Cancer is complex -- biologically, physically and mentally. This is my blog to sort out some of that complexity. Diagnosed with follicular lymphoma in 2011, I started blogging about my cancer the day after I was diagnosed. Part mental therapy, part conversation, and part update, the blog talks about all the myriad aspects of being diagnosed with cancer -- symptoms, treatment, attitude, support, research and many other topics.
Friday, May 17, 2013
10 More Things I've Learned From Cancer
A couple months back, I posted this list about what I've learned from cancer. It's now been more than three months since my chemo ended; more than two years since I began the trip down biopsy road which would end with my follicular lymphoma diagnosis.
Along the way I've gone from anxiety and awkwardness (about disclosing my diagnosis) to understanding and openness, passing through a variety of states -- denial, ignorance --on my way there.
One constant has been learning. So before my next three-month check up in June, time for another list of what I've learned from cancer.
1. Maybe it's just me, but there seems to be a paradox among cancer survivors: we celebrate our successes quietly and we celebrate other survivors' successes loudly. Maybe it's that I don't want to jinx my own success, but the further removed I am from the inner circle of diagnosis, the more comfortable I become using words like "cancer free" and "congratulations.'
2. Every season in New England is the best season. I thought that before my diagnosis and I feel it more strongly now. It's not that I'm enjoying each season as if it's my last -- far from it. It's almost as if I'm enjoying each as if it's my first.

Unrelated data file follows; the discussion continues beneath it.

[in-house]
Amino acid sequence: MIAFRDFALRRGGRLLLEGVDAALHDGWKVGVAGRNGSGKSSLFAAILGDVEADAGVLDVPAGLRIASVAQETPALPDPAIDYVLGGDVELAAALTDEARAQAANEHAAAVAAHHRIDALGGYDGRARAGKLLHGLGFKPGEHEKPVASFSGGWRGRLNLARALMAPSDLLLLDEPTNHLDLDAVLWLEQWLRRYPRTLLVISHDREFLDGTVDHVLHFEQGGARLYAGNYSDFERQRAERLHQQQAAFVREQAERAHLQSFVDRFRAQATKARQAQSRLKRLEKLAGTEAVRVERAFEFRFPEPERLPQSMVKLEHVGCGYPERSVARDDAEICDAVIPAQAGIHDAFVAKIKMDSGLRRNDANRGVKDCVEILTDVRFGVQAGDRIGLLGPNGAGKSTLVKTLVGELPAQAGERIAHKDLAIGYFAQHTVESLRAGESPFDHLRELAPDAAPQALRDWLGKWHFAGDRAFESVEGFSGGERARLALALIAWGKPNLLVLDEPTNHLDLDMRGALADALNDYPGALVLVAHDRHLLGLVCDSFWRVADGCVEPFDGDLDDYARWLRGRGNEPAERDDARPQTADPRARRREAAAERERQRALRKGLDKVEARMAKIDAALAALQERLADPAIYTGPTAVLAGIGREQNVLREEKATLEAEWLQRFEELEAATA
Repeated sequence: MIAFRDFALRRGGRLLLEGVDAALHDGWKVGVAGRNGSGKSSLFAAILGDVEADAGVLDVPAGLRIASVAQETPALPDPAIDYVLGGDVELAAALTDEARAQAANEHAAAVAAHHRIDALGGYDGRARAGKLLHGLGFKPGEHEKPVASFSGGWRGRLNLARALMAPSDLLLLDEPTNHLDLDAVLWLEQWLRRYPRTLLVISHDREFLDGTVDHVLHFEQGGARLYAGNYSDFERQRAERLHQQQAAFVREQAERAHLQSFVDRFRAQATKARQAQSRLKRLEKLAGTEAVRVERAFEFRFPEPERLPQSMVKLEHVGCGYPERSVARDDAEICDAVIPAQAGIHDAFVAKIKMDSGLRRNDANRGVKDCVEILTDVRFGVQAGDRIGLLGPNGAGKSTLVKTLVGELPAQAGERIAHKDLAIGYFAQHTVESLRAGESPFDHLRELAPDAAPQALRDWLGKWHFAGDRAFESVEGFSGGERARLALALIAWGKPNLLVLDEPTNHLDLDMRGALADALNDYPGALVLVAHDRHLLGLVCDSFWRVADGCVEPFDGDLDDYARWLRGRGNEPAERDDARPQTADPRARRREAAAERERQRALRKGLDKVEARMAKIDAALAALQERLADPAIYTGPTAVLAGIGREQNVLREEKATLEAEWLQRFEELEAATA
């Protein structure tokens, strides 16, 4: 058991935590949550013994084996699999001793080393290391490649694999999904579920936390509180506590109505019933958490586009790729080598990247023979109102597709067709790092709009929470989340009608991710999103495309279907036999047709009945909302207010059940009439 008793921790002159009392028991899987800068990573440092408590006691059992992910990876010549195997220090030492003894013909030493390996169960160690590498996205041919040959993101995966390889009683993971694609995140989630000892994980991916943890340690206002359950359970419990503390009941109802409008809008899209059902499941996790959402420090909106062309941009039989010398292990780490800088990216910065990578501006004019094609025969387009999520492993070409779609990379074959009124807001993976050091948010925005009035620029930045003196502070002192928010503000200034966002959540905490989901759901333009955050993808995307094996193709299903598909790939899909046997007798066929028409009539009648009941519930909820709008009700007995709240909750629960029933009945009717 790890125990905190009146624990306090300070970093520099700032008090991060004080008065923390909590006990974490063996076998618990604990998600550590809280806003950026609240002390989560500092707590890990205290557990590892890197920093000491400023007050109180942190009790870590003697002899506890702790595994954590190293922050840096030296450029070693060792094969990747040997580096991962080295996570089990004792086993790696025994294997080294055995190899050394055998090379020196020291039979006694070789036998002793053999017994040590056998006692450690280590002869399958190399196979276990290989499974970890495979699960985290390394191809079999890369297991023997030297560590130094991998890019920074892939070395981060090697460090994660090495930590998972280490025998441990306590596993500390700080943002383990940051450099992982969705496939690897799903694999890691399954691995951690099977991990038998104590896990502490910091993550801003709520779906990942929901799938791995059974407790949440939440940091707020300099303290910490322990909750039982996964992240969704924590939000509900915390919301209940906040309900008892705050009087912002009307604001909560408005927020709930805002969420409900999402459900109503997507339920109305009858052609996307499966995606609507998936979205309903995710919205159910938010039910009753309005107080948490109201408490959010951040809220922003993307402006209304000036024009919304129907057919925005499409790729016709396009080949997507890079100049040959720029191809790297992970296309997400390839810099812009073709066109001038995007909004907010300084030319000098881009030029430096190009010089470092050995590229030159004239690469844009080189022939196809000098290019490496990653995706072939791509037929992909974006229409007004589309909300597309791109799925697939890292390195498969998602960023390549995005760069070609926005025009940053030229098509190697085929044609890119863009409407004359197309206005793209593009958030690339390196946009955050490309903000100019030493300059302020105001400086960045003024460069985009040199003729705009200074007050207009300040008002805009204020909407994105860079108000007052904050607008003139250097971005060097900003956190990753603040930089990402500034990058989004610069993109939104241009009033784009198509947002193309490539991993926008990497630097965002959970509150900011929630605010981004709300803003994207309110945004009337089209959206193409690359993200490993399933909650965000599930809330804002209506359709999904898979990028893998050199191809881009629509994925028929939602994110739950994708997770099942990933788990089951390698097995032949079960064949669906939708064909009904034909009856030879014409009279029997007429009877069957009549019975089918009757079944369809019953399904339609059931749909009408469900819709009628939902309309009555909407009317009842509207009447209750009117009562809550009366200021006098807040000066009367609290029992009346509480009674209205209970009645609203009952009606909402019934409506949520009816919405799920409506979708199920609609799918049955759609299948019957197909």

3. Anger is the most useless of all emotions, but passion and anger often get confused. Anger comes from darkness; passion comes from light.
4. Here's another cancer paradox: every cancer is different yet many cancers share similarities. No two people will present exactly the same, but on the biological level, understanding the similiarities of cancers -- not just of one particular cancer, but of cancers even of different origin, is one of the keys to unlocking treatments and cures.
5. There are few things better than watching a kid who has struggled at something, and really tried to get it, finally get it. Doesn't matter if that something is hitting a baseball or understanding quadratic equations. It's great when it clicks. (Okay, in truth, I didn't need cancer to learn that one.)
6. It's amazing how much research is going on into new drugs, new approaches to treating lymphoma, and in particular NHLs like follicular lymphoma. But every time I read about the "promise" of this or that approach, I want to scream: "Stop promising. Start delivering." It can be maddening how long it takes for drugs to get to market. Sometimes I feel like it's a race between drug discovery and indolent lymphoma growth.
7.Knowing you have cancer every day is different than thinking about your cancer every day.
8. Cancer sucks. No doubt about it. But smiling helps. So does laughing. It's hard to be angry, nervous, anxious or any other negative emotion if you're laughing. It's as if your mind is occupied with the laughing and it crowds out the other emotions.
9. There's a lot of talk about defensive medicine and over testing, and the burdens it puts on the health care system. But if my primary care physician didn't continually chase my initial complaint about a swollen lymph node that wouldn't go away, my lymphoma would have grown and grown until... who knows.
10. Don't worry about seizing the day, just seize the moment. That's good enough. The next scan, the next blood test, the next appointment is months away. It's tempting to want to rush to turn the pages in a calendar to mark the weeks, months or years in which we are in remission, cancer free, surviving. But it's better to live the days than count them.